For the second consecutive year, Mankato ranks as a top hockey town. Last year, it took the sixth spot on our list. Since we released the 2016 edition of our study, average attendance (as a percentage of stadium capacity) at the Mavericks’ men’s hockey games has fallen by 3.7%. Nevertheless, the team fills its stadium to 78% capacity, on average, each game. As of this writing, the Mavericks have won about 60% of their games this season.
8. Princeton, New Jersey (NCAA – Princeton Tigers)
Thanks to the high quality of life that it offers, Princeton ranks as the eighth-best hockey town in America. It’s one of the safest places in our study and has an unemployment rate of only 3.5%. It also has some of the richest residents in the nation. The median household income in Princeton is $114,645.
The Princeton Tigers men’s hockey team only won about 20% of its games during the 2015-2016 season. But that hasn’t deterred the team’s fans. So far this season, the Tigers have averaged nearly 2,000 fans per home game, filling their stadium to 88% capacity.
9. Ann Arbor, Michigan (NCAA – Michigan Wolverines)
The Michigan Wolverines’ men’s hockey team is known for drawing huge crowds to its games. It averages attendance of 94% capacity every home game, even though attendance equals only 5% of the city’s total population (on average). While the Wolverines haven’t won an NCAA championship since the late ’90s, they were the Big Ten Tournament champions in 2016. In addition to being one of the country’s best hockey towns, Ann Arbor recently ranked as one of the least-stressed cities in America.
10. Cambridge, Massachusetts (NCAA – Harvard Crimson)
When the Harvard Crimson take the ice, there are usually more than 2,300 fans in attendance. Based on the total population in Cambridge, that means the Harvard men’s hockey team only has a 2% per capita attendance rate. That may soon change in the future, however. As of this writing, the Harvard Crimson rank fourth among men’s hockey teams across the country.
To find the best hockey towns in 2017, SmartAsset pulled data for 118 cities and towns with a team in one of the following four hockey leagues: the NCAA Division I men’s hockey league, the National Hockey League, the East Coast Hockey League or the American Hockey League. Then we ranked all of the places in our study across the nine metrics that we used in the 2016 edition of our study. As described below, these factors fall into two different categories that we used to create two separate scores: a fan intensity score and a quality of life score.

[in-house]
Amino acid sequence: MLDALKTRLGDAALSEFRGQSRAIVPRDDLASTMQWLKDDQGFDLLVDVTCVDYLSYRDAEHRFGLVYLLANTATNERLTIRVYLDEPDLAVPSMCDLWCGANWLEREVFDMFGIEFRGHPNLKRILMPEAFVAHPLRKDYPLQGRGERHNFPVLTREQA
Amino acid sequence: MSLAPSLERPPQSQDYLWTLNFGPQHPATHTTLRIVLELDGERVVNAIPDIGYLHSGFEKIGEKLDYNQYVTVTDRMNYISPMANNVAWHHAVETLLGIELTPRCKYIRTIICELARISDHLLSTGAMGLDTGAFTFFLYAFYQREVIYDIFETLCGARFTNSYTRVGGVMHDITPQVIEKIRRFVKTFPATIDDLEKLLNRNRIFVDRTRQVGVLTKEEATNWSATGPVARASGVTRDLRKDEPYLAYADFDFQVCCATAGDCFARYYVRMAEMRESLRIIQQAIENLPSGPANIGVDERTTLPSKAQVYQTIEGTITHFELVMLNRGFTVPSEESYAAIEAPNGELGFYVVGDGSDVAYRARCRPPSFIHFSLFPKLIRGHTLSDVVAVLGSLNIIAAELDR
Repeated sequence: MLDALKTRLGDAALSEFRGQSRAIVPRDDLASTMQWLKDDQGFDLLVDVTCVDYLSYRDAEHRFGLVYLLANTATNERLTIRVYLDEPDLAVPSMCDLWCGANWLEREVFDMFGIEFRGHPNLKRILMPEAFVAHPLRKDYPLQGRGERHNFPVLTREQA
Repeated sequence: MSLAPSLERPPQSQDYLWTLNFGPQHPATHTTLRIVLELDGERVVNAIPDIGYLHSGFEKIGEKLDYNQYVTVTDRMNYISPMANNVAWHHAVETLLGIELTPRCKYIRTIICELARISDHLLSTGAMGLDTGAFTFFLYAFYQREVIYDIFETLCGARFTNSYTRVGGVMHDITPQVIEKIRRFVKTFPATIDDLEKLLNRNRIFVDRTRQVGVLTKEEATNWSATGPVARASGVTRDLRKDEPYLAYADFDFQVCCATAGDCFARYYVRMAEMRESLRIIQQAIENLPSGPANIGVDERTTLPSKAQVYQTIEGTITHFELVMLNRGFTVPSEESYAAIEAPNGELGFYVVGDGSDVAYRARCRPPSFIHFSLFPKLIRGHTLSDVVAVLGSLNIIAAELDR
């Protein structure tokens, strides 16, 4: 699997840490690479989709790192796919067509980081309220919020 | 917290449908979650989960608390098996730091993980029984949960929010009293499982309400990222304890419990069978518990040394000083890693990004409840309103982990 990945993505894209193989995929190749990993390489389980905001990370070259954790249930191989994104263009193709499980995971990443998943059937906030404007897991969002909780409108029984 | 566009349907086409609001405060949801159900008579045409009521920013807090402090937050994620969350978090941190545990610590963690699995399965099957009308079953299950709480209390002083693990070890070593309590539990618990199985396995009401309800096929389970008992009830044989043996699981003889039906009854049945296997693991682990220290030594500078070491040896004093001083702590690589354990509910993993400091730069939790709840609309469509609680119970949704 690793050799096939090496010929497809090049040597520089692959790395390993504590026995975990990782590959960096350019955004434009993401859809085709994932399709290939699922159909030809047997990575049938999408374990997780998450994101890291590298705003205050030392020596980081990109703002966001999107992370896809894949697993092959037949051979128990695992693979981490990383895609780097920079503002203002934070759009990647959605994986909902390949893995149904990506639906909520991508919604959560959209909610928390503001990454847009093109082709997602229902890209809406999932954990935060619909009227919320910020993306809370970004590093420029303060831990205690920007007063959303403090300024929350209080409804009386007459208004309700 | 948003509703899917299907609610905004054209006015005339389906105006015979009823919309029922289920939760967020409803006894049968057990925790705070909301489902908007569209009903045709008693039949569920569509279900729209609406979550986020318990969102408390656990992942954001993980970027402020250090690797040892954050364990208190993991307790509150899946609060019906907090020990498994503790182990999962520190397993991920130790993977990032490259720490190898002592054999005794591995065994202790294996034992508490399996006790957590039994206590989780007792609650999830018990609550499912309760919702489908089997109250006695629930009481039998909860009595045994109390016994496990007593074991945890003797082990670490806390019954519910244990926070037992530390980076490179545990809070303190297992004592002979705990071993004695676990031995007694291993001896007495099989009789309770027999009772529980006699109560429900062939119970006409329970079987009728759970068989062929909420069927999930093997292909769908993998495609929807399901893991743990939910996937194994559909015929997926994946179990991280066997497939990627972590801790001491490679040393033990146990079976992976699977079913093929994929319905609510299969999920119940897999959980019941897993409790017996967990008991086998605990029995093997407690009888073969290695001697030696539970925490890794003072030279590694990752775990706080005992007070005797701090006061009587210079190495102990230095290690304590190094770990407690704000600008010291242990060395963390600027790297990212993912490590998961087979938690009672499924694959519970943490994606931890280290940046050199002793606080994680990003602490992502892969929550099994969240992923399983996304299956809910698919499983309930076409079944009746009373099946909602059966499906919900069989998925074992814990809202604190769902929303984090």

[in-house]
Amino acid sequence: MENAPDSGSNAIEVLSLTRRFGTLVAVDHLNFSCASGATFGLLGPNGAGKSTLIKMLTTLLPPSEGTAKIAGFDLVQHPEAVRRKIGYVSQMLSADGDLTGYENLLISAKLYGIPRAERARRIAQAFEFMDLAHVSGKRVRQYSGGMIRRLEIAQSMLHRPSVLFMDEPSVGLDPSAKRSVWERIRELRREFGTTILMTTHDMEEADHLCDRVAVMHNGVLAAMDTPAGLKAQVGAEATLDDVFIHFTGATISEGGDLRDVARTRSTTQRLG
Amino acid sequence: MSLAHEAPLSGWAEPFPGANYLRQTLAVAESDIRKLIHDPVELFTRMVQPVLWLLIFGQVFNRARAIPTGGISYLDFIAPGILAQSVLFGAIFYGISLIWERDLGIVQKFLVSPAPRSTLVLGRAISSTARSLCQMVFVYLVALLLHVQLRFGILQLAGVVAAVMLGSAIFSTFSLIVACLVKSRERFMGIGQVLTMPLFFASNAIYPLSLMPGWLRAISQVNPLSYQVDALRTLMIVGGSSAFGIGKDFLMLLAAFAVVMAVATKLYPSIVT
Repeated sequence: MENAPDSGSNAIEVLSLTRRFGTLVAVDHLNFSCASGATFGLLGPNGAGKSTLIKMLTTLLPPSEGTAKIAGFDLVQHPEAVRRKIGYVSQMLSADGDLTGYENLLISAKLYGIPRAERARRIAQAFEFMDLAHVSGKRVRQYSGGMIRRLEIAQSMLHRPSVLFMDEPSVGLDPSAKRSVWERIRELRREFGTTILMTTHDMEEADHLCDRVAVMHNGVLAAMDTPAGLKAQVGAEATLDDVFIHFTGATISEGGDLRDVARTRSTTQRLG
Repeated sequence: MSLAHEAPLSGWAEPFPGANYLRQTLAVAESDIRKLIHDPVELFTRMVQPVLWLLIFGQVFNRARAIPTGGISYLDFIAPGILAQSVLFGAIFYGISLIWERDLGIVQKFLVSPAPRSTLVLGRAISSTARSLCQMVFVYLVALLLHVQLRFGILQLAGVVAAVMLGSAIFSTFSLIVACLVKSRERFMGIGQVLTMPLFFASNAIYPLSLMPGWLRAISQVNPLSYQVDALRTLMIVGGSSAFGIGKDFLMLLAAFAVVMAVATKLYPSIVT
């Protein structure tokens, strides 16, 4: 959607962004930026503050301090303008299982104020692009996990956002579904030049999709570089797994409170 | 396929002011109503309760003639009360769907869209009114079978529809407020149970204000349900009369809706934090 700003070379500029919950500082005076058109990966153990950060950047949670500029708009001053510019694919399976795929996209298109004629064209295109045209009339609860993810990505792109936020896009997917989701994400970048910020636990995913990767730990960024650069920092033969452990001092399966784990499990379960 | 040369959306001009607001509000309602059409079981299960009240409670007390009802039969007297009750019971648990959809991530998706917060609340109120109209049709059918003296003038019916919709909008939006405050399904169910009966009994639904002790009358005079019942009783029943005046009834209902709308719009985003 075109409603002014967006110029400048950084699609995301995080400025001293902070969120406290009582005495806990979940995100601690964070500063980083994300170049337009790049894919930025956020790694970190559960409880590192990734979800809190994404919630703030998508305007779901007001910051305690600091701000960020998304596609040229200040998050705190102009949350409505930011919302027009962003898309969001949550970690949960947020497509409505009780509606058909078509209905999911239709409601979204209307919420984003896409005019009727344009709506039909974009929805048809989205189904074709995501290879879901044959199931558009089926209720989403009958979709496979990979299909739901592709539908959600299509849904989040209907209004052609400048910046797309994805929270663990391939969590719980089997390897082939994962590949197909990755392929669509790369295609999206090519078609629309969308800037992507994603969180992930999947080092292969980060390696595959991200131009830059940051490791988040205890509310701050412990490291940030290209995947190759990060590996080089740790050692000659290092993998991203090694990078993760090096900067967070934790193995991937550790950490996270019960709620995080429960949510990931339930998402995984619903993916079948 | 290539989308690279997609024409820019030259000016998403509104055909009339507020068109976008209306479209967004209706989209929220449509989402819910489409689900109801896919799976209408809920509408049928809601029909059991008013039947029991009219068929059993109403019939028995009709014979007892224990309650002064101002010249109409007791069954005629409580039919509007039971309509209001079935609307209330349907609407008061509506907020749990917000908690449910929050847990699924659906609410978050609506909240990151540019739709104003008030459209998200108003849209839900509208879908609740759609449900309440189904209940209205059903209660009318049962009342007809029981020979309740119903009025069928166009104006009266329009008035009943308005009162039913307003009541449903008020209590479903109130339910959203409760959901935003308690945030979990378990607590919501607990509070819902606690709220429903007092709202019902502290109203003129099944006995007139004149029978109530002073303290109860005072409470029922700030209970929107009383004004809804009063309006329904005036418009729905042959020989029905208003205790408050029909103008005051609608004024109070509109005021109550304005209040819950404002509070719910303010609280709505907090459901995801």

Fan Intensity Score
- Google search traffic for the term “hockey” as a percentage of traffic for the term “food.” This metric captures the general interest in hockey within a region between 2014 and 2017.
- Average game attendance as a percentage of stadium capacity.
- Per-game attendance among local hockey teams as a percentage of the total population. For example, Grand Forks, North Dakota has a population of nearly 55,000 and average per-game attendance of over 11,000. So their per capita attendance rate is roughly 20%.
Quality of Life Score
- Median monthly housing costs. This metric includes costs such as insurance, mortgage payments and taxes.
- Median household income.
- Unemployment rate. This reflects data from October 2015 – November 2016 that’s not seasonally adjusted.
- Violent crime rate. This factor looks at the number of violent crimes per 100,000 residents.
- Property crime rate. This metric looks at the number of property crimes per 100,000 residents.
- Dining and entertainment establishments per 100,000 residents.
After we ranked each hockey town using all nine of our factors, we averaged our rankings (giving half weight to our two crime-related factors and full weight to the other metrics) and calculated separate scores for our two categories. Then we averaged the fan intensity score and the quality of life score and came up with an index score. The highest-ranking hockey town received a 100 while the lowest-ranking town scored a 0.
Note that we did not consider women’s college hockey teams in our analysis, since there was not enough data available. We excluded teams in the National Women’s Hockey League as well, although we hope to include them in future studies.
Also, note that we left out all Canadian teams and excluded teams from three towns that didn’t have crime data (Hamilton, Uniondale and West Point, New York). Finally, we left out Tempe, Arizona. The Arizona State Sun Devils’ hockey team plays home games in two stadiums and there’s no attendance or stadium capacity data available.
Data on team attendance comes from echl.com, hockeydb.com, uscho.com and espn.com. Data on housing costs, population and household income are five-year estimates from the U.S. Census Bureau’s 2015 American Community Survey.
Crime rates come from the FBI’s Uniform Crime Reporting database. Unemployment rates come from the Bureau of Labor Statistics. Data on dining and entertainment establishments comes from the Census Bureau’s 2014 Zip Code Business Patterns database.
The data analysis for this study was completed by Nick Wallace.
Questions about our study? Contact us at firstname.lastname@example.org.